Pakistanis bid farewell to nation's most prominent activist Asma Jahangir

Local media reported that the human rights lawyer, who died of cardiac arrest on Sunday aged 66, received no less than a state funeral, with thousands joining the funeral procession.

As a woman-led organisation, we are indebted to the path that Asma paved for us through Pakistan's first women-run law firm, AGHS. She championed the cause of women, children, bonded labourers, religious minorities, journalists, the disappeared, and so many others.

UN Secretary-General Antonio Guterres has called Jahangir a "human rights giant" and praised her courage in campaigns for justice and equality for all.

Asma Jahangir speaking in Lahore in 2014. At the age of 18, she fought for the release of her father, Malik Ghulam Jilani, who had been arbitrarily detained by the military government of Gen. Yahya Khan, leading to an historic Supreme Court judgment.

Prominent lawyer and renowned social activist, Asma Jahangir's funeral prayers will be held today in Lahore at the Gaddafi Stadium at 3 pm. And, she put off the religious parties by her opposition to the laws they backed in order to create a male-dominated utopia in which women suffered and non-Muslims languished under anti-blasphemy laws.

One of the most significant acts of bravery was Asma's determined battle against the anti-women Hudood laws that Zia-ul-Haq had introduced. At one point, she was shouted down by an angry crowd.

Following her death, heartfelt tributes to her life have been expressed by people from around the world. Local TV stations broadcast footage showing public figures and Jahangir's friends sobbing and consoling each other outside her residence as her body was brought home from hospital. They have even turned on my two daughters.

When I was editing a series of essays in celebration of Pakistan's 50 years of independence from Britain, by authors from both countries, hers was among the contributions. "Sometimes you have to pay such an unbearable price for what you believe in".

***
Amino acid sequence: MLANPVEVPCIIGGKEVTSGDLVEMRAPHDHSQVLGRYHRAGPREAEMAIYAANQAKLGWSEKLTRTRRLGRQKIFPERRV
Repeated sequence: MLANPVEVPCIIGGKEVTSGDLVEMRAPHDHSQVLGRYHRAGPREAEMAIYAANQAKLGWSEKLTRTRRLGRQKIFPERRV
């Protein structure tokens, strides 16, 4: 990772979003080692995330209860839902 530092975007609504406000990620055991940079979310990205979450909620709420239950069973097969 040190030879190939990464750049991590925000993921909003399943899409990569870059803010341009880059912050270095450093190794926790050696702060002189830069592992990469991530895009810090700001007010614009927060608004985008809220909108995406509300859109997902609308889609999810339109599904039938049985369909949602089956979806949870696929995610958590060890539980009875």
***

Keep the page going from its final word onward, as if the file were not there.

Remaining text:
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Yes, Asma won several awards. I wonder what she would have said, as she did admire the progress India had made, away from the military, and away from fundamentalism to embrace a secular, democratic order.

In recognition of her services in the field of human rights, Jahangir was awarded the American Bar Association International Human Rights Award in 1992, the Martin Ennals Award and the Ramon Magsaysay Award in 1995. "Her demise is a great loss to human rights defenders in the country".

"Asma was brilliant, deeply principled, courageous and kind", he said. She was the first female leader of Pakistan's Supreme Court bar association.

One of Asma Jahangir's most determined struggles has been against the unlawful and cruel practice of enforced disappearances.

During General Zia's rule, she was out on the street agitating against the inhuman aspects of Islamisation, which still haunt Pakistan.

At the time of her death she was the United Nations Special Rapporteur for Human Rights in Iran.

Jahangir faced death threats, beatings and imprisonment to win landmark human rights cases while standing up to dictators.

  • Adam Floyd